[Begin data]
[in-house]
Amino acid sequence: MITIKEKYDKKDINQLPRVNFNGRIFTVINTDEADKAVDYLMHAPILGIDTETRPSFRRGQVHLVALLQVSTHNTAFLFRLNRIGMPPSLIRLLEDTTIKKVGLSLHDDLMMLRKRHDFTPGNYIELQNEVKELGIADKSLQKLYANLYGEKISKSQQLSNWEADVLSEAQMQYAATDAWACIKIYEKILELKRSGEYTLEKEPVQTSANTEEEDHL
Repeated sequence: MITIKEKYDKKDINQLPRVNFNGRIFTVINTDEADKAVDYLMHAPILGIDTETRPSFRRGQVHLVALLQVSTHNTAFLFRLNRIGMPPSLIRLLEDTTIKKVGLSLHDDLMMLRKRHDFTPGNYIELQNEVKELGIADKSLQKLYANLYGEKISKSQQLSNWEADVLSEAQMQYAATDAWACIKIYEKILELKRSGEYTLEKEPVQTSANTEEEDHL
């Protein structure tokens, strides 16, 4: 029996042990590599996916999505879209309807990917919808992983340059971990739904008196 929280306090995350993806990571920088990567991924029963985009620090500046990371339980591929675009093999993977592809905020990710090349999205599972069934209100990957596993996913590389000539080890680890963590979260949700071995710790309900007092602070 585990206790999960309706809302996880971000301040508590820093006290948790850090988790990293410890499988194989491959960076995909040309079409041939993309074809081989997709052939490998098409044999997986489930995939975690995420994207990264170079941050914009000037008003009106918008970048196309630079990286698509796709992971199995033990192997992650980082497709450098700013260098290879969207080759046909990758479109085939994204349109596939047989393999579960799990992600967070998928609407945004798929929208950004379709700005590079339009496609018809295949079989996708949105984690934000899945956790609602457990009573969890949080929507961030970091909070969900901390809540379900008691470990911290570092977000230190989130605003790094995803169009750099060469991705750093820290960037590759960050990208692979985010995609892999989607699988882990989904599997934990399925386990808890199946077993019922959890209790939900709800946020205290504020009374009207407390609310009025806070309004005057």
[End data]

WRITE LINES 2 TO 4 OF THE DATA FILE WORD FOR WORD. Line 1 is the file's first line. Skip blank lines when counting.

Amino acid sequence: MITIKEKYDKKDINQLPRVNFNGRIFTVINTDEADKAVDYLMHAPILGIDTETRPSFRRGQVHLVALLQVSTHNTAFLFRLNRIGMPPSLIRLLEDTTIKKVGLSLHDDLMMLRKRHDFTPGNYIELQNEVKELGIADKSLQKLYANLYGEKISKSQQLSNWEADVLSEAQMQYAATDAWACIKIYEKILELKRSGEYTLEKEPVQTSANTEEEDHL
Repeated sequence: MITIKEKYDKKDINQLPRVNFNGRIFTVINTDEADKAVDYLMHAPILGIDTETRPSFRRGQVHLVALLQVSTHNTAFLFRLNRIGMPPSLIRLLEDTTIKKVGLSLHDDLMMLRKRHDFTPGNYIELQNEVKELGIADKSLQKLYANLYGEKISKSQQLSNWEADVLSEAQMQYAATDAWACIKIYEKILELKRSGEYTLEKEPVQTSANTEEEDHL
């Protein structure tokens, strides 16, 4: 029996042990590599996916999505879209309807990917919808992983340059971990739904008196 929280306090995350993806990571920088990567991924029963985009620090500046990371339980591929675009093999993977592809905020990710090349999205599972069934209100990957596993996913590389000539080890680890963590979260949700071995710790309900007092602070 585990206790999960309706809302996880971000301040508590820093006290948790850090988790990293410890499988194989491959960076995909040309079409041939993309074809081989997709052939490998098409044999997986489930995939975690995420994207990264170079941050914009000037008003009106918008970048196309630079990286698509796709992971199995033990192997992650980082497709450098700013260098290879969207080759046909990758479109085939994204349109596939047989393999579960799990992600967070998928609407945004798929929208950004379709700005590079339009496609018809295949079989996708949105984690934000899945956790609602457990009573969890949080929507961030970091909070969900901390809540379900008691470990911290570092977000230190989130605003790094995803169009750099060469991705750093820290960037590759960050990208692979985010995609892999989607699988882990989904599997934990399925386990808890199946077993019922959890209790939900709800946020205290504020009374009207407390609310009025806070309004005057």